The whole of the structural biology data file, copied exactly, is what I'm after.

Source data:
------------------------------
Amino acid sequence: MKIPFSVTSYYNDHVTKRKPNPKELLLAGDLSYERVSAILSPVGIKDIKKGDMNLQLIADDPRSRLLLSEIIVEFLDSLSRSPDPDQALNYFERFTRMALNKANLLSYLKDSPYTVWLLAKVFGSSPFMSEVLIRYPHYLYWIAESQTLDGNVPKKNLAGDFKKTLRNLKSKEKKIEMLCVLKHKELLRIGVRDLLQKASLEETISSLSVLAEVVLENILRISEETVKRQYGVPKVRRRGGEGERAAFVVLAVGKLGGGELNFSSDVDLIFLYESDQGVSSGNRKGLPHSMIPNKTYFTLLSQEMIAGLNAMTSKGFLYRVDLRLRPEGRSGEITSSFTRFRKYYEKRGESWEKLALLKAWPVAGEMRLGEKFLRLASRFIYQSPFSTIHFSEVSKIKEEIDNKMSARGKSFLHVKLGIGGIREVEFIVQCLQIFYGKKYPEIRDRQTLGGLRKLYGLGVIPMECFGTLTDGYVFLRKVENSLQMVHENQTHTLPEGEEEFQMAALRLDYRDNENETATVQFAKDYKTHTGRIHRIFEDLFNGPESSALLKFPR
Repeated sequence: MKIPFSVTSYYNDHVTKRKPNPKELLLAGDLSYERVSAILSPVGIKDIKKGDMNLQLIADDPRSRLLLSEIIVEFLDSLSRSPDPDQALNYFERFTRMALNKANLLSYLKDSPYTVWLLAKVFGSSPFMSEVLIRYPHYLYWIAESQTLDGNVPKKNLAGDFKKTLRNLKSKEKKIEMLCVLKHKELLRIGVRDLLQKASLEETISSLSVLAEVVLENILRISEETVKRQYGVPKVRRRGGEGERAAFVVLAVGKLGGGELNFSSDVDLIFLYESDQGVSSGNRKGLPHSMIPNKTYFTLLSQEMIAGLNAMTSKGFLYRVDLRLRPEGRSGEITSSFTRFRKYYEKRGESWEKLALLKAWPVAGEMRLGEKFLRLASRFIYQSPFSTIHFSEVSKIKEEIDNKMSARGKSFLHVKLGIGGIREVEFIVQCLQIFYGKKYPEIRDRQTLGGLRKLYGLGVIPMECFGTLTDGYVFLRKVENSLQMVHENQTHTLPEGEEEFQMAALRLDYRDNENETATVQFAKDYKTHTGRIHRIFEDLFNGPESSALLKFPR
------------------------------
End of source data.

Amino acid sequence: MKIPFSVTSYYNDHVTKRKPNPKELLLAGDLSYERVSAILSPVGIKDIKKGDMNLQLIADDPRSRLLLSEIIVEFLDSLSRSPDPDQALNYFERFTRMALNKANLLSYLKDSPYTVWLLAKVFGSSPFMSEVLIRYPHYLYWIAESQTLDGNVPKKNLAGDFKKTLRNLKSKEKKIEMLCVLKHKELLRIGVRDLLQKASLEETISSLSVLAEVVLENILRISEETVKRQYGVPKVRRRGGEGERAAFVVLAVGKLGGGELNFSSDVDLIFLYESDQGVSSGNRKGLPHSMIPNKTYFTLLSQEMIAGLNAMTSKGFLYRVDLRLRPEGRSGEITSSFTRFRKYYEKRGESWEKLALLKAWPVAGEMRLGEKFLRLASRFIYQSPFSTIHFSEVSKIKEEIDNKMSARGKSFLHVKLGIGGIREVEFIVQCLQIFYGKKYPEIRDRQTLGGLRKLYGLGVIPMECFGTLTDGYVFLRKVENSLQMVHENQTHTLPEGEEEFQMAALRLDYRDNENETATVQFAKDYKTHTGRIHRIFEDLFNGPESSALLKFPR
Repeated sequence: MKIPFSVTSYYNDHVTKRKPNPKELLLAGDLSYERVSAILSPVGIKDIKKGDMNLQLIADDPRSRLLLSEIIVEFLDSLSRSPDPDQALNYFERFTRMALNKANLLSYLKDSPYTVWLLAKVFGSSPFMSEVLIRYPHYLYWIAESQTLDGNVPKKNLAGDFKKTLRNLKSKEKKIEMLCVLKHKELLRIGVRDLLQKASLEETISSLSVLAEVVLENILRISEETVKRQYGVPKVRRRGGEGERAAFVVLAVGKLGGGELNFSSDVDLIFLYESDQGVSSGNRKGLPHSMIPNKTYFTLLSQEMIAGLNAMTSKGFLYRVDLRLRPEGRSGEITSSFTRFRKYYEKRGESWEKLALLKAWPVAGEMRLGEKFLRLASRFIYQSPFSTIHFSEVSKIKEEIDNKMSARGKSFLHVKLGIGGIREVEFIVQCLQIFYGKKYPEIRDRQTLGGLRKLYGLGVIPMECFGTLTDGYVFLRKVENSLQMVHENQTHTLPEGEEEFQMAALRLDYRDNENETATVQFAKDYKTHTGRIHRIFEDLFNGPESSALLKFPR